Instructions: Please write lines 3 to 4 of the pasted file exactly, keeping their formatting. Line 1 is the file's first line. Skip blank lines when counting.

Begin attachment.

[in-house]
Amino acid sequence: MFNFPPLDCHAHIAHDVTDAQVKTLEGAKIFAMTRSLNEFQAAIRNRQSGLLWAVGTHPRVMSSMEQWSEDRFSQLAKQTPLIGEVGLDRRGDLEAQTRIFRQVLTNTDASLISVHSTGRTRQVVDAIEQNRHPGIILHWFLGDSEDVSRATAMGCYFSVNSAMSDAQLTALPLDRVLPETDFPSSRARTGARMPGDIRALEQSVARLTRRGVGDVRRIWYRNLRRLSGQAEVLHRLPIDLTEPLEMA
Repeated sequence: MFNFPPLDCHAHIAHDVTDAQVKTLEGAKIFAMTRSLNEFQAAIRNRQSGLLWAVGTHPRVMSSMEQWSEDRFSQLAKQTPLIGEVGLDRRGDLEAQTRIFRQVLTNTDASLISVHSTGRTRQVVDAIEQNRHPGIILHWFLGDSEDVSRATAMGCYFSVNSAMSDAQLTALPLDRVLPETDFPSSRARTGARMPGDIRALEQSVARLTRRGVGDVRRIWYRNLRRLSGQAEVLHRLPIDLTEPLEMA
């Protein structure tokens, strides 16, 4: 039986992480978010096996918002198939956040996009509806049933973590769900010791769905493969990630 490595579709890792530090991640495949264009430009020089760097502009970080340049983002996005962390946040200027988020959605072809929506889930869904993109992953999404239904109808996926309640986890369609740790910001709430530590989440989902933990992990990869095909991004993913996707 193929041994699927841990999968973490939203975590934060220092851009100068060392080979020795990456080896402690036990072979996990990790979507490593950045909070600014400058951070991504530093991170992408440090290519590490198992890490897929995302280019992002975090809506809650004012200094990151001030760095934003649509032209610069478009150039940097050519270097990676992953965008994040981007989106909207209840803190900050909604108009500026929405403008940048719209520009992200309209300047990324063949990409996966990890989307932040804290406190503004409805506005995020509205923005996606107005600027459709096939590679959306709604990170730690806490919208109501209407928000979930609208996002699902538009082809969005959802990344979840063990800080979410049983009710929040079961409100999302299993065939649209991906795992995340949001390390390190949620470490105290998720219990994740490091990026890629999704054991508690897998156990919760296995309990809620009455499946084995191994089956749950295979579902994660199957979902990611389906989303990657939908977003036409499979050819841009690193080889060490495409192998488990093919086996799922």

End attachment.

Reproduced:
Repeated sequence: MFNFPPLDCHAHIAHDVTDAQVKTLEGAKIFAMTRSLNEFQAAIRNRQSGLLWAVGTHPRVMSSMEQWSEDRFSQLAKQTPLIGEVGLDRRGDLEAQTRIFRQVLTNTDASLISVHSTGRTRQVVDAIEQNRHPGIILHWFLGDSEDVSRATAMGCYFSVNSAMSDAQLTALPLDRVLPETDFPSSRARTGARMPGDIRALEQSVARLTRRGVGDVRRIWYRNLRRLSGQAEVLHRLPIDLTEPLEMA
């Protein structure tokens, strides 16, 4: 039986992480978010096996918002198939956040996009509806049933973590769900010791769905493969990630 490595579709890792530090991640495949264009430009020089760097502009970080340049983002996005962390946040200027988020959605072809929506889930869904993109992953999404239904109808996926309640986890369609740790910001709430530590989440989902933990992990990869095909991004993913996707 193929041994699927841990999968973490939203975590934060220092851009100068060392080979020795990456080896402690036990072979996990990790979507490593950045909070600014400058951070991504530093991170992408440090290519590490198992890490897929995302280019992002975090809506809650004012200094990151001030760095934003649509032209610069478009150039940097050519270097990676992953965008994040981007989106909207209840803190900050909604108009500026929405403008940048719209520009992200309209300047990324063949990409996966990890989307932040804290406190503004409805506005995020509205923005996606107005600027459709096939590679959306709604990170730690806490919208109501209407928000979930609208996002699902538009082809969005959802990344979840063990800080979410049983009710929040079961409100999302299993065939649209991906795992995340949001390390390190949620470490105290998720219990994740490091990026890629999704054991508690897998156990919760296995309990809620009455499946084995191994089956749950295979579902994660199957979902990611389906989303990657939908977003036409499979050819841009690193080889060490495409192998488990093919086996799922």